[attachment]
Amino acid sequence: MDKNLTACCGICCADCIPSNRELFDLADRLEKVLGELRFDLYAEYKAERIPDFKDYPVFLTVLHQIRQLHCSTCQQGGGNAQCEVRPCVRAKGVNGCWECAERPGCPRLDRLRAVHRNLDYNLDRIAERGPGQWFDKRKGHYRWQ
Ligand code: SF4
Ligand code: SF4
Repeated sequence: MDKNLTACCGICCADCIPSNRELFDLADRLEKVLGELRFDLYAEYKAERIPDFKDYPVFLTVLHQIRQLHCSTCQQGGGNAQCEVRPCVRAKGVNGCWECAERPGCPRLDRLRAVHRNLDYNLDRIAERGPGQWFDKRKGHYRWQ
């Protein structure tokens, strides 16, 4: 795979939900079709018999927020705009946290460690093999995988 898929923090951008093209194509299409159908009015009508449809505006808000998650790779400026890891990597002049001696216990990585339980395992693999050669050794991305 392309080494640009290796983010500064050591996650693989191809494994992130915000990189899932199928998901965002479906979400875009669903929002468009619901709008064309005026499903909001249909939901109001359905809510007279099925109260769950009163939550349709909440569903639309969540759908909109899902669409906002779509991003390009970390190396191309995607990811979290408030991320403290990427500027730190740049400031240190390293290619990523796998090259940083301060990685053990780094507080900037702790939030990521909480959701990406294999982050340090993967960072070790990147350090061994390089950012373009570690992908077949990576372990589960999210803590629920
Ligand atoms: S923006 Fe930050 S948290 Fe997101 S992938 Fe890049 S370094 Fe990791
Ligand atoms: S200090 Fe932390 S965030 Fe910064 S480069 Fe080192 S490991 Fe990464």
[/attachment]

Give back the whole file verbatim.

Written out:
Amino acid sequence: MDKNLTACCGICCADCIPSNRELFDLADRLEKVLGELRFDLYAEYKAERIPDFKDYPVFLTVLHQIRQLHCSTCQQGGGNAQCEVRPCVRAKGVNGCWECAERPGCPRLDRLRAVHRNLDYNLDRIAERGPGQWFDKRKGHYRWQ
Ligand code: SF4
Ligand code: SF4
Repeated sequence: MDKNLTACCGICCADCIPSNRELFDLADRLEKVLGELRFDLYAEYKAERIPDFKDYPVFLTVLHQIRQLHCSTCQQGGGNAQCEVRPCVRAKGVNGCWECAERPGCPRLDRLRAVHRNLDYNLDRIAERGPGQWFDKRKGHYRWQ
């Protein structure tokens, strides 16, 4: 795979939900079709018999927020705009946290460690093999995988 898929923090951008093209194509299409159908009015009508449809505006808000998650790779400026890891990597002049001696216990990585339980395992693999050669050794991305 392309080494640009290796983010500064050591996650693989191809494994992130915000990189899932199928998901965002479906979400875009669903929002468009619901709008064309005026499903909001249909939901109001359905809510007279099925109260769950009163939550349709909440569903639309969540759908909109899902669409906002779509991003390009970390190396191309995607990811979290408030991320403290990427500027730190740049400031240190390293290619990523796998090259940083301060990685053990780094507080900037702790939030990521909480959701990406294999982050340090993967960072070790990147350090061994390089950012373009570690992908077949990576372990589960999210803590629920
Ligand atoms: S923006 Fe930050 S948290 Fe997101 S992938 Fe890049 S370094 Fe990791
Ligand atoms: S200090 Fe932390 S965030 Fe910064 S480069 Fe080192 S490991 Fe990464």